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Critics Review
Malik movie review: Fahadh’s coastal drama is relevant in an age of divisive politics and compliancy

Malik, unlike Mahesh Narayanan’s previous two directorials C U Soon and Take Off, is expansive in its story and setting as it focuses primarily on the evolution of a coastal community over a span of half a century

3.5
Sanjith Sidhardhan
Jul 15, 2021
 
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Fahadh Faasil in a still from Malik

There is a fury in Sulaiman Ali’s (Fahadh Faasil) eyes every time someone hints at a rift among his people in the name of religion. You first see it when his best friend David (Vinay Forrt) raises an argument about how people of his community in Edavathura is dragged into a mess because of those in Ramadapally. Three decades later, when Sulaiman is confronted by David’s son, who is sent to kill him, it’s this mention of a divide between his people again that enrages him the most. Director Mahesh Narayanan’s Malik for most parts channels this resistance of Sulaiman – from his early 20s to late 50s – against those trying to displace the minority communities of the coastal villages of Edavathura and Ramadapally for political gains and corporate greed.

Malik, unlike Mahesh’s previous two directorials C U Soon and Take Off, is expansive in its story and setting even though it focuses primarily on the evolution of a coastal community over a span of half a century. The movie begins with an extensive single shot on the eve Sulaiman heads to the Haj pilgrimage. Just before boarding his flight, Sulaiman is booked under the TADA Act and remanded under police custody. However, there is a bigger ploy at work, with the State and the police force colluding to kill Sulaiman, who is the sole reason why the people of his coastal village are able to stave off the strategic attempts of the State to displace the community in the name of development. However, with the police unwilling to get their hands dirty, they manipulate Freddy, a youngster from Edavathura, to do their bidding. Through three separate conversations, Freddy gets a perspective of the life of the man he is tasked to kill.

The director-scriptwriter had previously cited how IV Sasi and T Damodaran’s films such as Ee Nadu and Iniyengilum have inspired him. While not a tribute, the movie takes a page from these classics that told engaging stories spanning decades. Even while Fahadh’s Sulaiman is its lead character, Mahesh has ensured that the roles played by Nimisha Sajayan, Vinay Forrt, Joju George, Dinesh Prabhakar, Jalaja, Chandhunadh G and others have equal importance to the story and its larger outcome that impact the community. In fact, after the first 15 minutes, Fahadh is not on screen for a good 20 minutes. This time is used to literally set up Sulaiman’s fate, an aspect that keeps the viewers hooked while the story travels back and forth and reveals his past and what made him the leader he is.

The movie, which is ostensibly inspired by true events in the coastal regions of Thiruvananthapuram, Kerala, reflects the strategies and rehabilitation schemes employed by the authorities, swayed by ulterior motives, over the years to displace the minority communities. The film mirrors how the community, after being ravaged by the sea and the lack of State support, are left with no choice but to abide – a sentiment echoed by David in his final scene. Apart from showing the impact of the manufactured communal riots, Mahesh also uses this element subtly by having the cops influence Sulaiman’s own nephew to kill him.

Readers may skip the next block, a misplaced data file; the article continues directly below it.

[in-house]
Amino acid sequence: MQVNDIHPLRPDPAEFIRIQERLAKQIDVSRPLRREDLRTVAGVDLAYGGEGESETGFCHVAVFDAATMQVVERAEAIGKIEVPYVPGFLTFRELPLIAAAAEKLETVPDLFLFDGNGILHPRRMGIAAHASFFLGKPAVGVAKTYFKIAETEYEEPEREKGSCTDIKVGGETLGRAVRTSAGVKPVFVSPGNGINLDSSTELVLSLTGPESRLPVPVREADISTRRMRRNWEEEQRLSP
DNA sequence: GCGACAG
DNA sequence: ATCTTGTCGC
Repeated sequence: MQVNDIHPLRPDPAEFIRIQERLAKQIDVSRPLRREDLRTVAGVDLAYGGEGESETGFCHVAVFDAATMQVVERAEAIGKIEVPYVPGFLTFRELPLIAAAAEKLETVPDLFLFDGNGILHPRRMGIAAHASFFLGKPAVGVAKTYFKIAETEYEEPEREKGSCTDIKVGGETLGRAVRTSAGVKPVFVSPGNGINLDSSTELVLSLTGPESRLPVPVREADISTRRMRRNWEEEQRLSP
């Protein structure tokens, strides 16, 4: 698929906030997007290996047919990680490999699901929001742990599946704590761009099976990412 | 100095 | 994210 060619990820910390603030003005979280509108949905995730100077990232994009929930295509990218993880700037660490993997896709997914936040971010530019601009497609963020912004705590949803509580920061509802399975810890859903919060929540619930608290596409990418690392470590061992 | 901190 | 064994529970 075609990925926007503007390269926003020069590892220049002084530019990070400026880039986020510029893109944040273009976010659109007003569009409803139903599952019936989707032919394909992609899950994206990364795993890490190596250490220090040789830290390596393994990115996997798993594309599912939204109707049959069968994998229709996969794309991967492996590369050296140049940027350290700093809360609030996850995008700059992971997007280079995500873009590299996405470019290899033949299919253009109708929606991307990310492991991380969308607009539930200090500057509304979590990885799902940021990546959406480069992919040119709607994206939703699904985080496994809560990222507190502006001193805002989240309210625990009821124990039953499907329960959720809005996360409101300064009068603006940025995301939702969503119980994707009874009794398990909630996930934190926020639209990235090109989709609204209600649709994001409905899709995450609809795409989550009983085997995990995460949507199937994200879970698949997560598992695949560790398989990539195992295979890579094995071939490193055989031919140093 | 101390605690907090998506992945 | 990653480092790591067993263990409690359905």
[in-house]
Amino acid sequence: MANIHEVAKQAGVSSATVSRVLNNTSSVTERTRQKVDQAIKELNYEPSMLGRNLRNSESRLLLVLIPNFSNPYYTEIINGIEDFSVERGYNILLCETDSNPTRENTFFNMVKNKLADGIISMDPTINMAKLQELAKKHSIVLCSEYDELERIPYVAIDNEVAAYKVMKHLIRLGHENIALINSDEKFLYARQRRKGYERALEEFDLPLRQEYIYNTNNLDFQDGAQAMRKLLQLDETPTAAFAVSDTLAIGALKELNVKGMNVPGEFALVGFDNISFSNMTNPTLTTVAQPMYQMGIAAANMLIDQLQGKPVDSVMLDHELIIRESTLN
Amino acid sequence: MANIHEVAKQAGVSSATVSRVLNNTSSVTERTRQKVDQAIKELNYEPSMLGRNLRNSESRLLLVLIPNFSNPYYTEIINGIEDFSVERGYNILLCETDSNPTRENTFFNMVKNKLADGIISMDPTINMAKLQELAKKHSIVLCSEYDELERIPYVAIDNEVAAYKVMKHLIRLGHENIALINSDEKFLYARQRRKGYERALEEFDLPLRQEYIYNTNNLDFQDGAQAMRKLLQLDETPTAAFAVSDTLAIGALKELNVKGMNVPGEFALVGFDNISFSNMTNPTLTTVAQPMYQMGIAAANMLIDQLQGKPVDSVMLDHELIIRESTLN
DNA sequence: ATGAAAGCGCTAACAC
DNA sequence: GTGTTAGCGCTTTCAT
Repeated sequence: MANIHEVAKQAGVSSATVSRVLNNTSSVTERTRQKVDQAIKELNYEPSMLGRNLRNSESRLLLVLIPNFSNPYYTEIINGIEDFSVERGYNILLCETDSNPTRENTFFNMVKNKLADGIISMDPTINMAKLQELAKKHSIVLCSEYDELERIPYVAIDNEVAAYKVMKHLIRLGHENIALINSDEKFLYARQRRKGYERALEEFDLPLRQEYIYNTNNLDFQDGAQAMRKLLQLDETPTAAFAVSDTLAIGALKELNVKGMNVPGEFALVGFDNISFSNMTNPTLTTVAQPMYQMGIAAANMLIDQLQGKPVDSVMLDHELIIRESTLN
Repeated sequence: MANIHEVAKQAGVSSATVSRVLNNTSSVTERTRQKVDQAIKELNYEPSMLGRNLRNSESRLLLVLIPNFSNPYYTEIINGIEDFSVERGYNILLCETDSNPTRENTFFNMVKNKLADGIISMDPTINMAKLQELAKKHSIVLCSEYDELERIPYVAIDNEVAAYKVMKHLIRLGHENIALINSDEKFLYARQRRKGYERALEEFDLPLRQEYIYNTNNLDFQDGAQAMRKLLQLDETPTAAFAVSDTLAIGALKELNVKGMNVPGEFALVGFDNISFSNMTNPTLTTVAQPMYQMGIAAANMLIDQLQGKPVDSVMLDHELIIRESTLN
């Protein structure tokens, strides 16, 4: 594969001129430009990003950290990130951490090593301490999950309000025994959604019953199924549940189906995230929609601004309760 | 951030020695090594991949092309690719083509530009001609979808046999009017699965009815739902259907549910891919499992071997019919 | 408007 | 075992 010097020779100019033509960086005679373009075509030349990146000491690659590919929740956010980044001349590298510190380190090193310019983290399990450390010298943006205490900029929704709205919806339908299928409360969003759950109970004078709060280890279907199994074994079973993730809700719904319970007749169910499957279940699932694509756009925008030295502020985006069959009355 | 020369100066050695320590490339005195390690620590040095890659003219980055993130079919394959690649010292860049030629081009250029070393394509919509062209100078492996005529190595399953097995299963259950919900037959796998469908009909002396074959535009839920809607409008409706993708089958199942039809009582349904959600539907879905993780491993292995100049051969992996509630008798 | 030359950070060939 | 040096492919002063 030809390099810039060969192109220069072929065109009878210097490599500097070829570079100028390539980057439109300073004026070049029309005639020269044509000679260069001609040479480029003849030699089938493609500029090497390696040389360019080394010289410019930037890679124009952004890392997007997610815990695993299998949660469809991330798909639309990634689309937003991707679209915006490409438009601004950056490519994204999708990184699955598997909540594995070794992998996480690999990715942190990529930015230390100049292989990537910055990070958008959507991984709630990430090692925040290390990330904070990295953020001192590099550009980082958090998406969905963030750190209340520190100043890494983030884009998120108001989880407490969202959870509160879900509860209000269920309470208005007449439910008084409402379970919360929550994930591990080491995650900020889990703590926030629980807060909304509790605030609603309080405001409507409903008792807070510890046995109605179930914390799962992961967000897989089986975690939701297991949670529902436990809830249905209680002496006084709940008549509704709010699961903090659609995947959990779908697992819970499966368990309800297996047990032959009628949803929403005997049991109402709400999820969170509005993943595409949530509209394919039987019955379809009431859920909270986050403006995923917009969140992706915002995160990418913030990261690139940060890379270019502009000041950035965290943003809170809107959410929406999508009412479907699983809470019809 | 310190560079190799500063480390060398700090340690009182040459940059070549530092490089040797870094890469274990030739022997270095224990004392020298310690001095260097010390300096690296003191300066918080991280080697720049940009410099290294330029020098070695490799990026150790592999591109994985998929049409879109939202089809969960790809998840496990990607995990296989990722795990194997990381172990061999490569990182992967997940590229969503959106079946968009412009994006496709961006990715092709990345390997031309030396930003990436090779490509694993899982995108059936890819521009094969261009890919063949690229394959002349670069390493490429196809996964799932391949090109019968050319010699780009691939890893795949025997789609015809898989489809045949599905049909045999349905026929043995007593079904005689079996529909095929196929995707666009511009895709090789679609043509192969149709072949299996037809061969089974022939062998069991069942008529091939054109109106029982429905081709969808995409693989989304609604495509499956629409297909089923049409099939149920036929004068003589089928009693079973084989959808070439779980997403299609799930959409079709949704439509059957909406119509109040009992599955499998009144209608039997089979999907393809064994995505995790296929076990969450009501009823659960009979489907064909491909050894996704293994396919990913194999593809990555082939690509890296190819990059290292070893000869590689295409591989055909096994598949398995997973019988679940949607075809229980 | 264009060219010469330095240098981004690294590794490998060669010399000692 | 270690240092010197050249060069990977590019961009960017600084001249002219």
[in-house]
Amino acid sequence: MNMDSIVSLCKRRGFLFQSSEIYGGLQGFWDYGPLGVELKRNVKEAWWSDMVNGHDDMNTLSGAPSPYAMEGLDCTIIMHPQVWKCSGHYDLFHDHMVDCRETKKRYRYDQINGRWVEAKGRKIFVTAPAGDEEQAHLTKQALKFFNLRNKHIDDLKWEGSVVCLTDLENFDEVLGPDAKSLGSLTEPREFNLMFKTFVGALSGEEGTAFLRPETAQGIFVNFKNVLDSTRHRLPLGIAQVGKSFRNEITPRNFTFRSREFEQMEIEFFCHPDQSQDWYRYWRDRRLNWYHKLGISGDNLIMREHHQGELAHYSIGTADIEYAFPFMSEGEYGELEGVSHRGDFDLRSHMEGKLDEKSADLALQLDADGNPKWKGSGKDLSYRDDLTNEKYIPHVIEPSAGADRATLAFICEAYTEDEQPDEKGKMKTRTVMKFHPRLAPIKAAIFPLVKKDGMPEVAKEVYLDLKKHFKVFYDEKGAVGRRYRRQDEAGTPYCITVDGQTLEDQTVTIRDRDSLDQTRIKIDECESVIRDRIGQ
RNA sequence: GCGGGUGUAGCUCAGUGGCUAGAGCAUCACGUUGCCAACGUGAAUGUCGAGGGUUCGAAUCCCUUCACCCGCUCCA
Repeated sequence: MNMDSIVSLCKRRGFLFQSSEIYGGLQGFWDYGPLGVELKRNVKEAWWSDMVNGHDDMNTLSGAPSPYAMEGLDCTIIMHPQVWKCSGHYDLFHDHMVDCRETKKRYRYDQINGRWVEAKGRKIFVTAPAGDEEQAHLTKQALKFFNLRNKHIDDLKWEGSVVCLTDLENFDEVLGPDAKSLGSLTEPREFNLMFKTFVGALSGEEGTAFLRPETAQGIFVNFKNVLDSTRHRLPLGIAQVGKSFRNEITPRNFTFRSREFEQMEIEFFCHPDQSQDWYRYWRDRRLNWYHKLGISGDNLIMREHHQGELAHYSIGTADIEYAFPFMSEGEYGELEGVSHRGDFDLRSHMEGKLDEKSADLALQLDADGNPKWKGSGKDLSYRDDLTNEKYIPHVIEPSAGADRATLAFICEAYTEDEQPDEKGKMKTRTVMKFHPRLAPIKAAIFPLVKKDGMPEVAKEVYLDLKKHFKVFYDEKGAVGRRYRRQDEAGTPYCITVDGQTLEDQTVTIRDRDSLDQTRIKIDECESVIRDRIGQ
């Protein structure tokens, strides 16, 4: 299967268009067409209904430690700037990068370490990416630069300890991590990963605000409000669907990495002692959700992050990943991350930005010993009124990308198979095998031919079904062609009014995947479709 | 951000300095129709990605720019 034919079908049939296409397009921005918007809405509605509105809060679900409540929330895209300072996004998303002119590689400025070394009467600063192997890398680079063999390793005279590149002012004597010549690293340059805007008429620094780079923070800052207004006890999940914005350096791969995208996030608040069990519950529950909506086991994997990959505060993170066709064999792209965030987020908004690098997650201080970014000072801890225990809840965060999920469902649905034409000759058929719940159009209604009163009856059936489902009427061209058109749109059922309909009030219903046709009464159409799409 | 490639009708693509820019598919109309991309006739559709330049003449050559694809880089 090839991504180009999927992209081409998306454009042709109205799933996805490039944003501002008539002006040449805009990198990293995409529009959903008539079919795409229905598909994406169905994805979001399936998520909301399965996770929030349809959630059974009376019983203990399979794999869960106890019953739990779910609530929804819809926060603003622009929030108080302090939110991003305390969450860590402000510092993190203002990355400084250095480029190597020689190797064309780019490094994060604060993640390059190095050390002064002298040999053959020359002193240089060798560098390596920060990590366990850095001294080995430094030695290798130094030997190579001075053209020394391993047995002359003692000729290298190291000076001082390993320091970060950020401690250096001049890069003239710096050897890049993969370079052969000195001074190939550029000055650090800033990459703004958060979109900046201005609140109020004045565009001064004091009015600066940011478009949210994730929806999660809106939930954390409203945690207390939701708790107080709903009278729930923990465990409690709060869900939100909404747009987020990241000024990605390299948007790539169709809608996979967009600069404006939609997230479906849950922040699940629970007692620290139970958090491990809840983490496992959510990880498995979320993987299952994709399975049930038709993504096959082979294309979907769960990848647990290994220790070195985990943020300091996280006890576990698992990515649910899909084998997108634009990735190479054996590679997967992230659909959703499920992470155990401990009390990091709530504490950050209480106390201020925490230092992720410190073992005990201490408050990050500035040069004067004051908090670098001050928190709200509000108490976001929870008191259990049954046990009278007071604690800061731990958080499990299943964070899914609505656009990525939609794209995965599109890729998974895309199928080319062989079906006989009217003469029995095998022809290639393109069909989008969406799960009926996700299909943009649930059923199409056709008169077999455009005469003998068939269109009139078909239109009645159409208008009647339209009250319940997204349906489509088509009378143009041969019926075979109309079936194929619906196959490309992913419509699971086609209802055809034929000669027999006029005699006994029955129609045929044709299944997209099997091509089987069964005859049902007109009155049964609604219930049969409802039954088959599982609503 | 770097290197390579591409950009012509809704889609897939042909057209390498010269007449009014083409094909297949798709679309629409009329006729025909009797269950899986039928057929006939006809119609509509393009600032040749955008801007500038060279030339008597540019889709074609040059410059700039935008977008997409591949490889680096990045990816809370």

However, there are scenes in the drama that lack urgency that a movie with so many characters and side stories warranted. David’s perspective of the story is where this is most felt, and largely because it is predictable. Mahesh, while telling a pertinent tale, leaves it to the audience to read between the lines rather than drive certain points home. In a movie revolving around so many characters and perspectives, this method diffuses the core issues. With repeated watching, the audience will unravel more layers in Malik, but in the first watch, it does feel like Mahesh held back a bit and the movie quite doesn’t reach its peak potential.

Fahadh carries off the younger portions of Sulaiman with relative ease. While essaying the elder version of the character, he puts on an emotional performance when he breaks down to Freddy and even doubts himself when he repeats that, ‘Nobody in Ramadapally can do it’, to a cop. Nimisha shines again, this time in a role that goes through a wave of emotions, and her performance in her character Roslyn’s older portions make it all the more memorable. Vinay as Roslyn’s brother and Sulaiman’s friend David makes good use of the meaty part offered in the film and is brilliant in his scenes where he is used as a tool to stir up a riot. Joju George and Dileesh Pothan are equally good in their roles as a collector and politician, respectively.

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Sanu John Varghese’s cinematography is one of its key highlights. An outstanding sequence where Sulaiman rushes outside the mosque’s compound while bullets are raining is pulsating, because of what’s awaiting Sulaiman and how Sanu steers the audience to it. Sushin Shyam’s music never feels intrusive and the songs too complement the mood of the drama. The score in the jail room scene when Sulaiman breaks down accentuates the whole sequence.

With Malik, if Mahesh was striving to make the audience aware of the struggles and riots of the minority communities in coastal regions, he has succeeded. While the film’s narrative takes its time to unfold, it is a triumph in telling an expansive story of an entire community through its chief.

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